Now that was, in turn, largely remedied at that time by the fact that General Gruenther, Alfred Gruenther, was then a two star general and director of the Joint Staff and, as he is, was, always will be, one of the most brilliant officers of the armed services. Even though he was junior to all of the three Chiefs, he was able to pull it together for Forrestal and really rendered yeoman services in that regard.
But it isn't the same as having, as we had later, General Omar Bradley as chairman of the Joint Chiefs of Staff, speaking with authority and having the President and the Secretary of Defense having available to them one prime source of military advice, even though that prime source may say, "Now, the Chief of Staff of the Air Force feels very strongly that what I'm telling you is wrong," but at least you have one person to whom you can talk.
HESS: Why, in your opinion, in 1947 if Mr. Forrestal was opposed to unification, was he appointed to be the first Secretary of Defense?
LEVA: Well, I don't think I said he was opposed to unification in the first place. I said he was opposed...
HESS: That may have been something that I read into it.
LEVA: No. I said he was opposed to too rigid a degree of integration which I am not using in a black-white context. I think he was in favor...
HESS: The 1947 meaning of the word.
LEVA: He was in favor of unification but he was in favor of unification on his terms. As to why he was appointed Secretary of Defense, I can only give you my own best recollection, which may be quite wrong. My recollection
of the events is along these lines: Robert Patterson was Secretary of War; he was a close friend of Secretary Forrestal. One reason that it was possible to work out an agreement which was acceptable to President Truman and the War Department, and the Navy Department, and go to the Hill with it, was the close friendship that existed between Patterson and Forrestal. I was working in this area, and to the best of my recollection, I was working with General [Lauris] Norstad representing, interestingly enough, not the Air Force but the Army. He was General Eisenhower's representative and also I suppose representing, in a sense, the Air Force though it was then the Air Corps within the Army; and Admiral Forrest Sherman representing the Navy on the uniformed level, and I was working with them and I was saying that this group did work out the details of the compromise and of the legislation.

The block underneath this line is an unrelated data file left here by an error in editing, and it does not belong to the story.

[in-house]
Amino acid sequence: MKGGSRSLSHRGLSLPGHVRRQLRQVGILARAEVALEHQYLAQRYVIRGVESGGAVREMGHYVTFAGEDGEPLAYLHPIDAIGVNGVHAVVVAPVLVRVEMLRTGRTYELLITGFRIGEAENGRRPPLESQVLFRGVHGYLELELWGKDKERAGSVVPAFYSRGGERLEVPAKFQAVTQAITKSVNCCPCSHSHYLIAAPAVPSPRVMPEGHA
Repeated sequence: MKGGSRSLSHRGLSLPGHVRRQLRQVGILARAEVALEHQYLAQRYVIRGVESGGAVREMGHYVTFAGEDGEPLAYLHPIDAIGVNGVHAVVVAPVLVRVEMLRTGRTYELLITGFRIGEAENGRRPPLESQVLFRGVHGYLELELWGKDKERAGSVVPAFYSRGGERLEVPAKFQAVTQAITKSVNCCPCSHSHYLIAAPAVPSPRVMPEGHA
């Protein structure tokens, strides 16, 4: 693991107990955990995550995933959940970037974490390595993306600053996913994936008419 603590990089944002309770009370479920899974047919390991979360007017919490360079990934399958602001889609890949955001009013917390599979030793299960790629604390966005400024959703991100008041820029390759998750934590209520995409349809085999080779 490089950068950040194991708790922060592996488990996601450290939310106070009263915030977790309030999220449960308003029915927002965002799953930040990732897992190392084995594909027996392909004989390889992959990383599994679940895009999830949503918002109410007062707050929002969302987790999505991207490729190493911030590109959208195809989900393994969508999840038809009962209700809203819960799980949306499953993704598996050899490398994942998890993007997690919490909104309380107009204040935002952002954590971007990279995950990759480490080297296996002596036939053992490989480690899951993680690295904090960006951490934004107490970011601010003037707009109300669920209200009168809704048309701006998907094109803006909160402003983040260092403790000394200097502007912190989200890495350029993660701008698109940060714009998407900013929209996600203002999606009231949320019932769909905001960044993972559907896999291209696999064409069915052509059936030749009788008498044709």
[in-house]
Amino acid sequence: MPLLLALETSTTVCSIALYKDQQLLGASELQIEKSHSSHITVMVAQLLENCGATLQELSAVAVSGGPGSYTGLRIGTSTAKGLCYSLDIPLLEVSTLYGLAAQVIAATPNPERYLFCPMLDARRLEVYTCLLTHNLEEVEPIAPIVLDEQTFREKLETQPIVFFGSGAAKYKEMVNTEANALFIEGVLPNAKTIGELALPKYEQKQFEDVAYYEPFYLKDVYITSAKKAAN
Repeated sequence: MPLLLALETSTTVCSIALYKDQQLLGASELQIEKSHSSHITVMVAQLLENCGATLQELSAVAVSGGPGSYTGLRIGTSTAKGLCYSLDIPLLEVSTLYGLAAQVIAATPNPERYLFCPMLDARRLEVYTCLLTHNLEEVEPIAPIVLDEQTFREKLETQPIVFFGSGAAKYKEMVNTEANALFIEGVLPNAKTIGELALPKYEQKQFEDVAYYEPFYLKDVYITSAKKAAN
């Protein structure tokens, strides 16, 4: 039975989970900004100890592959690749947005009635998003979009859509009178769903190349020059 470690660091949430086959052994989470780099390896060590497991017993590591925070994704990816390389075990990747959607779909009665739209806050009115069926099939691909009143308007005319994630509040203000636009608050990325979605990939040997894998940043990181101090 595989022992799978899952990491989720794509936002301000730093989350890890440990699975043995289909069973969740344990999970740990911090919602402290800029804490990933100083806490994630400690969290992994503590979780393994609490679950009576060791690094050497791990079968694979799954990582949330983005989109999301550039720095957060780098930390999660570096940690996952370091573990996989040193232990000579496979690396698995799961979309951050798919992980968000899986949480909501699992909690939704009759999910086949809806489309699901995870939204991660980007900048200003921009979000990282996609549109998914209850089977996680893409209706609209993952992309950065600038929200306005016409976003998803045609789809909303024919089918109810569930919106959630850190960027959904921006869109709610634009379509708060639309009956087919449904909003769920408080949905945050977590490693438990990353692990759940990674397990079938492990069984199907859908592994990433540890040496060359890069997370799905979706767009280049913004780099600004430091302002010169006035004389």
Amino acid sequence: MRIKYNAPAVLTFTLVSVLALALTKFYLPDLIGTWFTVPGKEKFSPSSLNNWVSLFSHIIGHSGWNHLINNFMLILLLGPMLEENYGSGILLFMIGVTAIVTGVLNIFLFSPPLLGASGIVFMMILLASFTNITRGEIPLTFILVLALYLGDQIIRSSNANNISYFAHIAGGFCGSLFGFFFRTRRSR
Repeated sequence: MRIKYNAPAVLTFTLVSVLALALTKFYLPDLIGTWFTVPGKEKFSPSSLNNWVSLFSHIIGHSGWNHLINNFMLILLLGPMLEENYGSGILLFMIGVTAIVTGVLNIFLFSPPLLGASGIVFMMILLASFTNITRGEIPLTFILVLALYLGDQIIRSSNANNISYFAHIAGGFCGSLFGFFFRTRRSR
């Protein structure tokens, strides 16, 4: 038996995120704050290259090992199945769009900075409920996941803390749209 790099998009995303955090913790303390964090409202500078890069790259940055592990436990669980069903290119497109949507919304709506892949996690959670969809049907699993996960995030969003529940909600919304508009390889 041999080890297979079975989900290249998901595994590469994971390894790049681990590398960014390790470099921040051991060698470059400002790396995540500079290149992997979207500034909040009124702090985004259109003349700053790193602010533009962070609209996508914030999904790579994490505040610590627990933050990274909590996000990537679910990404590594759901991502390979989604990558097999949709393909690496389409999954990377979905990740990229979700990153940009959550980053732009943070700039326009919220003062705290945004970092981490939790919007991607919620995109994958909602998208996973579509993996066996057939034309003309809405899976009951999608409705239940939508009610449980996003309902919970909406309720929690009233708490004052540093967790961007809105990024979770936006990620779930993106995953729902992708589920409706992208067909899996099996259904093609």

It was certainly my understanding both from the people in that group and--you might at some point want to talk with General Norstad; Admiral Sherman is dead--that Robert Patterson was supposed to be the first Secretary of Defense and that this was certainly President Truman's plan and certainly Secretary Forrestal's
plan, because I was supposed to practice law and I raised this issue several times with Secretary Forrestal and he said, "Let's just get this legislation through the Congress because I'm leaving and you can leave when I leave, but don't leave me in the middle."
So, we are now talking about the summer of 1947, or the spring of '47 since I say I think I started working on this in March of '47. This law firm of which I am a partner, by the way, was started in 1946 and I was supposed to have come with them at the outset, so I was continuously trying, you see. They were friends of mine from the War Production Board days and we were going to start a firm as soon as the war was over and so they ultimately started in '46, and as it developed, I didn't get to join until '51. But I know that Forrestal said he expected to be out, and I am sure that my understanding of that was that Patterson was going to be the Secretary of Defense. The legislation was enacted and I haven't looked back at any of the records as to the speculation in the press at the time, but my own recollection is that Judge Patterson, who had been a judge of the U.S. District Court in New York, was slated to be Secretary of Defense, but Mrs.